That said, even if Kierkegaard believes miracles are supernatural events, he does not reject the reality of laws of nature. There clearly are such laws, according to Kierkegaard, as the quotations with which this post began demonstrates even if, as I argue in my book Ways of Knowing, Kierkegaard believes the correspondence to reality of any particular interpretation of these laws cannot be shown to be certain.

Hampson is deluded in thinking that Kierkegaard rejects the idea that there are laws of nature and that he does this to make room for his belief in miracles. There is undoubtedly someone in the history of thought who holds the view Hampson attributes to Kierkegaard. It just isn’t Kierkegaard. Hampson’s Kierkegaard is a fantastical creation of her own imagination, concocted, it would appear out of the ambition to present a grand, over-arching theory about the development of thought after the Enlightentment. And she has been spreading the contagion of this erroneous interpretation of Kierkegaard all over the globe. First in 2013 at the bi-centenary of Kierkegaard’s birth in Copenhagen, Australia, and then in the United States, and then later in Budapest.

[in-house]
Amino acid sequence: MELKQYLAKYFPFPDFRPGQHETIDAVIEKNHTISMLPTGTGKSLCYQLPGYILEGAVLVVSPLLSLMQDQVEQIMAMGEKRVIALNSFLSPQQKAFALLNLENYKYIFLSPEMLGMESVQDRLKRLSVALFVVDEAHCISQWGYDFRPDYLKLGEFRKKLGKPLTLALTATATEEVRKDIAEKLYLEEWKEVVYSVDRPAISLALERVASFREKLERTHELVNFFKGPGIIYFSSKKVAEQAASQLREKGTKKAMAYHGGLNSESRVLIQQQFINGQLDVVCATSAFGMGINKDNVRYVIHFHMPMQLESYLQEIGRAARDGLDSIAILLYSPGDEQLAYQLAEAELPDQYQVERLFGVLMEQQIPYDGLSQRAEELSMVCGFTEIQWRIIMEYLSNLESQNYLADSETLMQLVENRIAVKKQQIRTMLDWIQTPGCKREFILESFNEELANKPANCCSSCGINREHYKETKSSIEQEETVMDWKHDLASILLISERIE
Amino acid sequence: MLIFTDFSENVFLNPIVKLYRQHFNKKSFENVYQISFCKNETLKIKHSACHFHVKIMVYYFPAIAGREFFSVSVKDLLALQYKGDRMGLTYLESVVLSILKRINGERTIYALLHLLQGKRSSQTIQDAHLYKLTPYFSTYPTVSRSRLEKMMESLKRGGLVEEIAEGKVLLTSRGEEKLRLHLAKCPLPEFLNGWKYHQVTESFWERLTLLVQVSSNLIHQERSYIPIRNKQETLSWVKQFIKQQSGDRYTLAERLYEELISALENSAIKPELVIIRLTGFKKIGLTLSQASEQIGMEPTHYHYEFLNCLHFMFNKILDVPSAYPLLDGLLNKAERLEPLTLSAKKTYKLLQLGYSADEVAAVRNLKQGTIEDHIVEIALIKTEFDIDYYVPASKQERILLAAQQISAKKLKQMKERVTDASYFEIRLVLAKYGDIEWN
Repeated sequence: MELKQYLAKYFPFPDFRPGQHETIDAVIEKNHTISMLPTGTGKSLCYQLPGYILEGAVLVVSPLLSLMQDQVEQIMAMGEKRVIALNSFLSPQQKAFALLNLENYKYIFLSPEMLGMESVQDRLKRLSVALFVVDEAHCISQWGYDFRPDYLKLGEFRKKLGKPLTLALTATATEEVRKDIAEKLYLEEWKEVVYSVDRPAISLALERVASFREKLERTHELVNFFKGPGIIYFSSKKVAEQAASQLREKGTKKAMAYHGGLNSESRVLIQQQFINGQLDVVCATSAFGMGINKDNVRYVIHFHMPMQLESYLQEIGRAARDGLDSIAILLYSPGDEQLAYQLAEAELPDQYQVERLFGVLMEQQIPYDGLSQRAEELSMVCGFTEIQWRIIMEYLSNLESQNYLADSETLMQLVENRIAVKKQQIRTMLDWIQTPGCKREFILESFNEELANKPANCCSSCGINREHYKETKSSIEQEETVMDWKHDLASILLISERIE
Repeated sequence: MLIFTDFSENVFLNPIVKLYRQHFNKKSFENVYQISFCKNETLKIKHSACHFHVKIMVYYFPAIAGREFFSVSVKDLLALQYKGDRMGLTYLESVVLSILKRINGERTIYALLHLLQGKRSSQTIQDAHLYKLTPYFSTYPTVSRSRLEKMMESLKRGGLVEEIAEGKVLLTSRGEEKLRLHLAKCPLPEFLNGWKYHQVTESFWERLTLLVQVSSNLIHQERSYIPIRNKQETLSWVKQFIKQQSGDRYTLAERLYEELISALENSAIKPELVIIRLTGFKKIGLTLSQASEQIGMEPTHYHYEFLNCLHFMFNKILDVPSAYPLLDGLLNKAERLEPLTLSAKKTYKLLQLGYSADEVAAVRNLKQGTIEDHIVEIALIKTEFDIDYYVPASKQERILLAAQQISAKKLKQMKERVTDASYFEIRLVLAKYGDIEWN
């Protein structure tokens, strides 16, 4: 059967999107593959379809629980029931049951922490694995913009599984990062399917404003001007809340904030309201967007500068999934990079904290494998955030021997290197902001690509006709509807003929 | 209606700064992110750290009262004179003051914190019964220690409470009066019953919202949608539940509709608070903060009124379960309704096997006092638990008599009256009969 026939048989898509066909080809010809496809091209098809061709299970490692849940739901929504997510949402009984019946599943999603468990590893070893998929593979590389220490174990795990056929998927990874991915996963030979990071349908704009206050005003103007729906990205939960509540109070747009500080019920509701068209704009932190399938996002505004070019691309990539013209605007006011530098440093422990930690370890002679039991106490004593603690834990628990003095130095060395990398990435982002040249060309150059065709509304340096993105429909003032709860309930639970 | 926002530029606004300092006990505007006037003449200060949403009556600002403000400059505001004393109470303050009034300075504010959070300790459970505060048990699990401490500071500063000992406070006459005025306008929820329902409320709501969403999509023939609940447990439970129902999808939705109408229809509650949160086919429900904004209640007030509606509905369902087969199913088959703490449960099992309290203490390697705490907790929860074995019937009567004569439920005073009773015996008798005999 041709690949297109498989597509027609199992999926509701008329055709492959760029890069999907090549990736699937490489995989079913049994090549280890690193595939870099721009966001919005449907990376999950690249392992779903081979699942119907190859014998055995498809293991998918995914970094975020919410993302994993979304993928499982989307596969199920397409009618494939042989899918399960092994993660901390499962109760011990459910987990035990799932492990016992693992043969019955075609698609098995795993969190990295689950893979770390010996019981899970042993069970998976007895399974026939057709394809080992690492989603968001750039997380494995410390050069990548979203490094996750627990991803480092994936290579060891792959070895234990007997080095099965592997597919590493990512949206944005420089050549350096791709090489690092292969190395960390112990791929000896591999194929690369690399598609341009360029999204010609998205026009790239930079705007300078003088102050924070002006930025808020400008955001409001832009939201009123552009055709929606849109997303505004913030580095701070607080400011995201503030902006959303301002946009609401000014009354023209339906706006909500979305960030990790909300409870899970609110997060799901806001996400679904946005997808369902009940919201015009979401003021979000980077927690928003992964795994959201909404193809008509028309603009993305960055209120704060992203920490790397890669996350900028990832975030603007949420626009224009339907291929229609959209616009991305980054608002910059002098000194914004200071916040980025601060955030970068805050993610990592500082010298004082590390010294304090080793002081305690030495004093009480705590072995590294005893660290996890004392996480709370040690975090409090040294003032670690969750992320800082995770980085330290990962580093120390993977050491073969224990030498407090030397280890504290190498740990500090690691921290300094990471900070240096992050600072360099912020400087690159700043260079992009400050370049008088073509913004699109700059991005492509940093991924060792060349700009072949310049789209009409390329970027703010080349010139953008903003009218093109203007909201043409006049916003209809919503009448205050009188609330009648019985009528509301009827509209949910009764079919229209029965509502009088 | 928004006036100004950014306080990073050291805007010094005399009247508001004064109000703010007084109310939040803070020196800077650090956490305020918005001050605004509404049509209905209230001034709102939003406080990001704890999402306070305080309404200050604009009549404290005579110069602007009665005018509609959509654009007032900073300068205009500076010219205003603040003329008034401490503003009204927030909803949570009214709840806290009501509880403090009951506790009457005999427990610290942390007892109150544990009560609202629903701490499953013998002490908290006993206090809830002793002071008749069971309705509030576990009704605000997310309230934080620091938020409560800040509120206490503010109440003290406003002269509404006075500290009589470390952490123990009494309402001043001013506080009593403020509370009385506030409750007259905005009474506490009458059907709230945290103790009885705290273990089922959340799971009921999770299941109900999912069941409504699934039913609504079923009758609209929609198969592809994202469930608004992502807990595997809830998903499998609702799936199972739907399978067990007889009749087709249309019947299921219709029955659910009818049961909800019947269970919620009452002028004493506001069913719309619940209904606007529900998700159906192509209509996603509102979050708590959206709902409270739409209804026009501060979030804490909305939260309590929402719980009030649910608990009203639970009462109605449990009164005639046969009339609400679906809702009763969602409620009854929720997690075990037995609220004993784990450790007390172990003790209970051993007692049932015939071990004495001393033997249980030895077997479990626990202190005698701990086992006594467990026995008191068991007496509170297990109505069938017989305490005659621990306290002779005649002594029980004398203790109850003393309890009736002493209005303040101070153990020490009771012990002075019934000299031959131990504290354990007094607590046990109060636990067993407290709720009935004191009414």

That is one of the dangers of what philosophers call “big picture” work: a grand over-arching theory that attempts to explain a particular development in the history of thought almost always requires that its author include thinkers on whose thought he or she is not expert. That’s why philosophers in the Anglo-American tradition tend to avoid it. It’s virtually impossible to do it well. It’s almost inevitably flawed, and sometimes very conspicuously so.

Theologians, on the other hand, appear not to have the same fear of error that generally characterizes philosophers. Hampson, by her own admission is working on a grand, over-arching theory that she plans to present in a book “provisionally entitled ‘Enlightenment and After.’” My guess is that she is going to fit her fantastical Kierkegaard into this development in a manner analogous to that in which Alasdair MacIntyre fit his fantastical Kierkegaard into the picture he presents of the historical development of ethical thought in his book After Virtue, though the distinction Kierkegaard makes in the journal entry cited above between “rationalism” and “naturalism” does not bode well for such a project.